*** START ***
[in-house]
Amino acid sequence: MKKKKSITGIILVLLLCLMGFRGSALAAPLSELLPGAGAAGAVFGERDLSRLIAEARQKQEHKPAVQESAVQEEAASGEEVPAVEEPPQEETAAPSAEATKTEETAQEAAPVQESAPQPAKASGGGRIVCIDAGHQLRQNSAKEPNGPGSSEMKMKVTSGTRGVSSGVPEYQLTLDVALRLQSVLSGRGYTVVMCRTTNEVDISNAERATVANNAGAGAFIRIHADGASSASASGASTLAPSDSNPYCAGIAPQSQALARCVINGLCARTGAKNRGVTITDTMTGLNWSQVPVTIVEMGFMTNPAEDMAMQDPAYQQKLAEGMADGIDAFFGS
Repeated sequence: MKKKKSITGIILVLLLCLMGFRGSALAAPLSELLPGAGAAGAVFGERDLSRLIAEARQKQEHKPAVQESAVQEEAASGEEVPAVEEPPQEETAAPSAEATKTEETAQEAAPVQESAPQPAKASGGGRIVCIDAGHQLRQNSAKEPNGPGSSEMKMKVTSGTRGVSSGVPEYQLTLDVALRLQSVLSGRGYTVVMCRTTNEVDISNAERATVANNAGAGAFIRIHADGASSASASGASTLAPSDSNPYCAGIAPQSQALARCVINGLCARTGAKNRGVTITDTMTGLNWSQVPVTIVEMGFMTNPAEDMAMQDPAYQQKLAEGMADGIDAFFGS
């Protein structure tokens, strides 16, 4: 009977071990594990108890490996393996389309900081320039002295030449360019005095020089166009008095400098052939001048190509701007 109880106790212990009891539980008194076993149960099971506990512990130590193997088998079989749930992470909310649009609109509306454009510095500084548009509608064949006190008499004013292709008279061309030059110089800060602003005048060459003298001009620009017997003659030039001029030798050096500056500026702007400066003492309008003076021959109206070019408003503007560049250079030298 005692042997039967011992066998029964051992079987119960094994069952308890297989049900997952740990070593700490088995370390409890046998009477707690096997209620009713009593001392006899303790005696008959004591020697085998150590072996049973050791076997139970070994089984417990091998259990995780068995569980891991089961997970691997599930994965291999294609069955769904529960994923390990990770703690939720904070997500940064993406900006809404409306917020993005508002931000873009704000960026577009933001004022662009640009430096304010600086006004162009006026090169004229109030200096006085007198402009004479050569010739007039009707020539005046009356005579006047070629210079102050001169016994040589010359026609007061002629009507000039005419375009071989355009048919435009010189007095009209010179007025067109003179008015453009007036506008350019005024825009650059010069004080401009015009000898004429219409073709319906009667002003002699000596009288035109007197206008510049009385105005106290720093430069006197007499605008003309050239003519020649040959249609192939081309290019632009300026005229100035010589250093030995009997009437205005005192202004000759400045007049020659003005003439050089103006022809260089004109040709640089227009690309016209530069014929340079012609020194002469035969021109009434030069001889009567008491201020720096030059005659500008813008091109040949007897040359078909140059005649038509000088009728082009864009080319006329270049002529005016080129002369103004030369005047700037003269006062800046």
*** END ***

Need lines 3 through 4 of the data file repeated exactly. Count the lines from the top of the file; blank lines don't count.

Repeated sequence: MKKKKSITGIILVLLLCLMGFRGSALAAPLSELLPGAGAAGAVFGERDLSRLIAEARQKQEHKPAVQESAVQEEAASGEEVPAVEEPPQEETAAPSAEATKTEETAQEAAPVQESAPQPAKASGGGRIVCIDAGHQLRQNSAKEPNGPGSSEMKMKVTSGTRGVSSGVPEYQLTLDVALRLQSVLSGRGYTVVMCRTTNEVDISNAERATVANNAGAGAFIRIHADGASSASASGASTLAPSDSNPYCAGIAPQSQALARCVINGLCARTGAKNRGVTITDTMTGLNWSQVPVTIVEMGFMTNPAEDMAMQDPAYQQKLAEGMADGIDAFFGS
């Protein structure tokens, strides 16, 4: 009977071990594990108890490996393996389309900081320039002295030449360019005095020089166009008095400098052939001048190509701007 109880106790212990009891539980008194076993149960099971506990512990130590193997088998079989749930992470909310649009609109509306454009510095500084548009509608064949006190008499004013292709008279061309030059110089800060602003005048060459003298001009620009017997003659030039001029030798050096500056500026702007400066003492309008003076021959109206070019408003503007560049250079030298 005692042997039967011992066998029964051992079987119960094994069952308890297989049900997952740990070593700490088995370390409890046998009477707690096997209620009713009593001392006899303790005696008959004591020697085998150590072996049973050791076997139970070994089984417990091998259990995780068995569980891991089961997970691997599930994965291999294609069955769904529960994923390990990770703690939720904070997500940064993406900006809404409306917020993005508002931000873009704000960026577009933001004022662009640009430096304010600086006004162009006026090169004229109030200096006085007198402009004479050569010739007039009707020539005046009356005579006047070629210079102050001169016994040589010359026609007061002629009507000039005419375009071989355009048919435009010189007095009209010179007025067109003179008015453009007036506008350019005024825009650059010069004080401009015009000898004429219409073709319906009667002003002699000596009288035109007197206008510049009385105005106290720093430069006197007499605008003309050239003519020649040959249609192939081309290019632009300026005229100035010589250093030995009997009437205005005192202004000759400045007049020659003005003439050089103006022809260089004109040709640089227009690309016209530069014929340079012609020194002469035969021109009434030069001889009567008491201020720096030059005659500008813008091109040949007897040359078909140059005649038509000088009728082009864009080319006329270049002529005016080129002369103004030369005047700037003269006062800046």